After being questioned Tuesday afternoon, Hadash Chairman MK Mohammad Barakeh accused the police of trying to create "political provocations." Barakeh added that "the police are busier monitoring minds than they are monitoring the streets."
Apparently, not only Israel's Prime Minister Ehud Olmert requests to postpone his investigations. For more than a year, the International Crimes Unit has been requesting to investigate the Hadash MIK on suspicions of assault.
Tuesday afternoon he finally agreed to report to an investigation and this only after Knesset Speaker Dalia Itzik intervened.
Barakeh was interrogated at the Russian Compound police station in Jerusalem in relation to the alleged assault of a civilian and a police officer in two different demonstrations against the Second Lebanon War in central Israel in 2006.
However, for more than a year, Barakeh ignored the police's requests. Recently, after head of investigations and intelligence Maj.-Gen. Yochanan Danino turned to several political figures, including Knesset Speaker Dalia Itzik, did he respond. Barakeh coordinated the meeting with police and on Tuesday reported to the investigation.
Ten far-right activists, including Itamar Ben-Gvir, were waiting for Barakeh outside the police station. As he arrived they taunted him, calling him "a traitor" and saying "in any other country you would have been hanged."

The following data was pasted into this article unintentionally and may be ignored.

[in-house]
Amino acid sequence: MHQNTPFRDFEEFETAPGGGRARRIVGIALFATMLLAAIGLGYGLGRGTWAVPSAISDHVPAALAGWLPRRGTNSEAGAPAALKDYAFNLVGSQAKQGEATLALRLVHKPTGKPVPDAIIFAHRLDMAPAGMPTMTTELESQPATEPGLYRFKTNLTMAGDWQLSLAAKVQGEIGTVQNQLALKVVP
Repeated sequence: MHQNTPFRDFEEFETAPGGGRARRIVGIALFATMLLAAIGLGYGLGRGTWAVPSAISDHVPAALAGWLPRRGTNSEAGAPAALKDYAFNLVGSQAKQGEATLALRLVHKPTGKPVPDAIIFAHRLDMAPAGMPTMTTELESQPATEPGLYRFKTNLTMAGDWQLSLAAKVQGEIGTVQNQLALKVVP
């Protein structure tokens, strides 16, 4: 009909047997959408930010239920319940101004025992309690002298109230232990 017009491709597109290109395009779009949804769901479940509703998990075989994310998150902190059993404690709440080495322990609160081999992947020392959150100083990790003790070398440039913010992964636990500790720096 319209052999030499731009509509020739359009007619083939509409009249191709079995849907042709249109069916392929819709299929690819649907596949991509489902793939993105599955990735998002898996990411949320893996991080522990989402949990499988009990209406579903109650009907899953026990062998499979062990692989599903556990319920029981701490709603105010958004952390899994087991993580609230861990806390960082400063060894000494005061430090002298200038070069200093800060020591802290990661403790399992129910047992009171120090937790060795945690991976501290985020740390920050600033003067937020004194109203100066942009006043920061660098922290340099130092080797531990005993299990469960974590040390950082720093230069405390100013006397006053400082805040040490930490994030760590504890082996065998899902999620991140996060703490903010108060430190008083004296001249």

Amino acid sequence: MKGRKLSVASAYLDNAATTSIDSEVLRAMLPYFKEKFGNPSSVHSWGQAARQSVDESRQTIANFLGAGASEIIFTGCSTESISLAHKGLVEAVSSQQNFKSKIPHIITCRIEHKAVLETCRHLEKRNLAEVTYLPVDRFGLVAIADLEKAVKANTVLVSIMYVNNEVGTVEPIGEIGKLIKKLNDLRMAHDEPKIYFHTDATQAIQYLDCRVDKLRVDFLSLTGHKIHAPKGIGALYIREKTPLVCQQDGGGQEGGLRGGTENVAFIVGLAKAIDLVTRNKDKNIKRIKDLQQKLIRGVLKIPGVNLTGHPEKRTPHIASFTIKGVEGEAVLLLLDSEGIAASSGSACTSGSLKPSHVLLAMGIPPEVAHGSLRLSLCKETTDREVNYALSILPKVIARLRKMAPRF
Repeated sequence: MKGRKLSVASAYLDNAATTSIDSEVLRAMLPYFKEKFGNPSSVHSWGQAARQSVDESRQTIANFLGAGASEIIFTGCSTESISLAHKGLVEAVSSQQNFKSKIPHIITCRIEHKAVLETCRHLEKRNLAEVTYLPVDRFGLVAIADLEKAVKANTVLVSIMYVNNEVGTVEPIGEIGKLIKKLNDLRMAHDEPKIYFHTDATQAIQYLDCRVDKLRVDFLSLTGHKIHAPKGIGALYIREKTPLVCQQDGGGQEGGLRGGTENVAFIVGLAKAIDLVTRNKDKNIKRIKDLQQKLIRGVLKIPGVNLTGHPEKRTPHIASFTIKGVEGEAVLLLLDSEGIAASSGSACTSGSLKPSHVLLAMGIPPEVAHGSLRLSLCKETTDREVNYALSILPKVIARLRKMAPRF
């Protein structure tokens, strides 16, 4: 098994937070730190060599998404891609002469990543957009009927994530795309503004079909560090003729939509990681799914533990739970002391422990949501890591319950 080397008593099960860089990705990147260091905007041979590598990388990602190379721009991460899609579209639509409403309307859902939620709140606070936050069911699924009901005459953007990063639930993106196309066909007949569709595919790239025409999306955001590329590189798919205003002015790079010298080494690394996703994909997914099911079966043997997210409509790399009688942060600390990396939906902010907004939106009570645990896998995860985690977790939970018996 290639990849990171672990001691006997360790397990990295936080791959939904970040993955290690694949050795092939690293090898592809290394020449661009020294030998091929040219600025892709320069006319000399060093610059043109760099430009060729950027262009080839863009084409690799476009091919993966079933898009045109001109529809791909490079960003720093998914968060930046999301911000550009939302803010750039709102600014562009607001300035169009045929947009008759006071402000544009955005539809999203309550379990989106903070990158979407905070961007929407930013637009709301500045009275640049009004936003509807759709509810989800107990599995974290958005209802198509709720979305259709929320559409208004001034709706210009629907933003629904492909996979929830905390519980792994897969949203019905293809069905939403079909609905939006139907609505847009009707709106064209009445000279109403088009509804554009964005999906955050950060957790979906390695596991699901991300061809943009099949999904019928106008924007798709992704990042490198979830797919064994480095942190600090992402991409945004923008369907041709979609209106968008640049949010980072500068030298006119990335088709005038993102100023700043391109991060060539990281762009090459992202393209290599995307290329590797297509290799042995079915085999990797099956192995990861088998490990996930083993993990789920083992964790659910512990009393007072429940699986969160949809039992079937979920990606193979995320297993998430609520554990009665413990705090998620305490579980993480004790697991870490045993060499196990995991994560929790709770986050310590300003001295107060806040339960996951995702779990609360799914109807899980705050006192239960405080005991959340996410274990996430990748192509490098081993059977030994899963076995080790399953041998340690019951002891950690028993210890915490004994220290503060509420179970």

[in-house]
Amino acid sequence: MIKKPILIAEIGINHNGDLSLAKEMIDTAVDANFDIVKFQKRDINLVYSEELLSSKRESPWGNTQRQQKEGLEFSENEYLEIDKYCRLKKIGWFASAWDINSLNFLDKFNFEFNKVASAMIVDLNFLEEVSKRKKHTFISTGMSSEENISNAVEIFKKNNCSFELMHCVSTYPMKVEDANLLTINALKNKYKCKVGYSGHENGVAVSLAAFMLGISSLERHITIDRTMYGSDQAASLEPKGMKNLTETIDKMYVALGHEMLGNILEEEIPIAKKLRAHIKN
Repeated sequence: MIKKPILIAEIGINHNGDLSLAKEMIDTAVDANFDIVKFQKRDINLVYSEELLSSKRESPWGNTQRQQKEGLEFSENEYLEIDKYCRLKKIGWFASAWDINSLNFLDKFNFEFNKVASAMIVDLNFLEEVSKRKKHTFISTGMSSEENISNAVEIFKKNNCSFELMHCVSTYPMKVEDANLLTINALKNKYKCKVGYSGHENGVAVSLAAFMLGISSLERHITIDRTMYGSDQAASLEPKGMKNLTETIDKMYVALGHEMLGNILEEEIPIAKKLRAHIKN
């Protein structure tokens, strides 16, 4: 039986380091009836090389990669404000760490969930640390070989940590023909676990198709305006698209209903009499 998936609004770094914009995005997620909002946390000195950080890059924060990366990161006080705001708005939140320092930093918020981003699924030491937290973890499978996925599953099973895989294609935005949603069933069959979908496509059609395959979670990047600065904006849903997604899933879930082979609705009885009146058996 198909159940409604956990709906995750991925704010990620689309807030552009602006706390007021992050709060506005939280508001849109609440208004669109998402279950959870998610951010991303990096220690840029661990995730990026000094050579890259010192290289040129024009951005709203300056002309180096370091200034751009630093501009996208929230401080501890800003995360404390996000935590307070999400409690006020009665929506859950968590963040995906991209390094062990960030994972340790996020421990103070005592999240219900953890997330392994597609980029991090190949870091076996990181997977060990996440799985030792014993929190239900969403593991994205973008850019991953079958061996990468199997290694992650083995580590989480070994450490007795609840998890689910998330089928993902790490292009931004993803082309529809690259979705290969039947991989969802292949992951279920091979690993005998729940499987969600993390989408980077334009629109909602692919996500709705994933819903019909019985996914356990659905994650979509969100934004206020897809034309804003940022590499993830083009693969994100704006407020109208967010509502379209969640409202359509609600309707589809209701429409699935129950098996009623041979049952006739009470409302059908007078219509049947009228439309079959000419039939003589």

In 2006, Barakeh was interrogated for suspected assault of a soldier and a police officer in a demonstration against the separation fence in the West Bank village of Bilin.
Following his interrogation, Barakeh told Ynet: "I came out of the probe with the same feeling I went into it – everything is bogus. This is a provocation by police, which wanted to prevent me from turning to the Internal Affairs Unit, because the police were the ones who behaved violently in those demonstrations, which were held with a permit."
Sharon Roffe-Ofir contributed to this report